Tuesday, 11 January 2011

Good day reader, L.S.,

Once a week I will post a comment on this blog, with a maximum of 400 words, about topics such as education, science, philosophy, literature, food or any other topic that I think would be of general interest.

Today’s topic is about deceleration, slowing down. When Carlo Petrini started his slow food movement in 1986, it sparked a range of similar movements (see also: http://www.slowmovement.com ). Whatever might have attracted you to these ‘slow movements’ there are good biological reasons for slowing down. Only 30 to 40 years ago the average human was exposed to less data per second than today. The difference is that we are more exposed to auditory and textual input, often interlaced with loads of visual data. The complexity and data rate have increased exponentially. Yet during that time our brains have not evolved to keep up with the near constant data stream that keeps our neurons firing. Information overload can be a problem. Whether we are managers, teachers, politicians, journalists or students, we are supposed to (re)act sensibly, make wise decisions. So here is my suggestion, in addition to the existing slow movements why not start a slow decision movement? There should be a direct relation between the importance of a decision and its gestation time. The more people are affected, the more money is involved, the longer the process should be. It is a good idea to let major decisions rest for at least 24 hours. It will help you to slow down your life; it will help you to focus, to become more of a uni-tasker.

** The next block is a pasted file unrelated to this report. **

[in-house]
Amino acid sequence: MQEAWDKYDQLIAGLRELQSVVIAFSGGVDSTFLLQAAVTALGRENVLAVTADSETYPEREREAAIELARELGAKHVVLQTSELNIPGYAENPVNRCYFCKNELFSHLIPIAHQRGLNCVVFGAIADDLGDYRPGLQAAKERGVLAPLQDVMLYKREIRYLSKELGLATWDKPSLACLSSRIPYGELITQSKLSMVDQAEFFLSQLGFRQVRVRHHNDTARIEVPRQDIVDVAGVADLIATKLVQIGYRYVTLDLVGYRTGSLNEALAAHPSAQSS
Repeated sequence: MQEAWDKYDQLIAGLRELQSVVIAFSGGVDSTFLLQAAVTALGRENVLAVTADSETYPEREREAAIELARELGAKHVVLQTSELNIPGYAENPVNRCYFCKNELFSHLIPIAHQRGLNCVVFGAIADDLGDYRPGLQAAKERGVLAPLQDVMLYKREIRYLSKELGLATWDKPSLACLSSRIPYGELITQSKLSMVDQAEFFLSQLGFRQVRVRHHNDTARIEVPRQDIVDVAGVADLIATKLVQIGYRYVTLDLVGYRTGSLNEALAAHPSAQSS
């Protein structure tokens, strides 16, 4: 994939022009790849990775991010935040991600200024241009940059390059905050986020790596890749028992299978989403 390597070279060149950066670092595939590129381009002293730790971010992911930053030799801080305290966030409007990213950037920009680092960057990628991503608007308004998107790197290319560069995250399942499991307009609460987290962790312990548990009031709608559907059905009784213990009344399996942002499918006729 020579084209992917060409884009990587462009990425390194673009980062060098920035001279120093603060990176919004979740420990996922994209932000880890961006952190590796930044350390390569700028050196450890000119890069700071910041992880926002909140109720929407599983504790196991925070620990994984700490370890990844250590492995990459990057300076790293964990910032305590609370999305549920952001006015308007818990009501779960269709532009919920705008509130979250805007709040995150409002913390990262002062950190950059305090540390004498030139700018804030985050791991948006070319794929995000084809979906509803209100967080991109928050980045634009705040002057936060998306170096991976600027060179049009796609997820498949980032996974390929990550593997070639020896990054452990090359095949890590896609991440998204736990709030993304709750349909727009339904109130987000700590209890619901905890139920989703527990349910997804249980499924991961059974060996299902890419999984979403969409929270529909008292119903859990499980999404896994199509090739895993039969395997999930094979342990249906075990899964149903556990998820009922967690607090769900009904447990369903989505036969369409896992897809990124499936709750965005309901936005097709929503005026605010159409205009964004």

Kind regards,

Peter Hoeben

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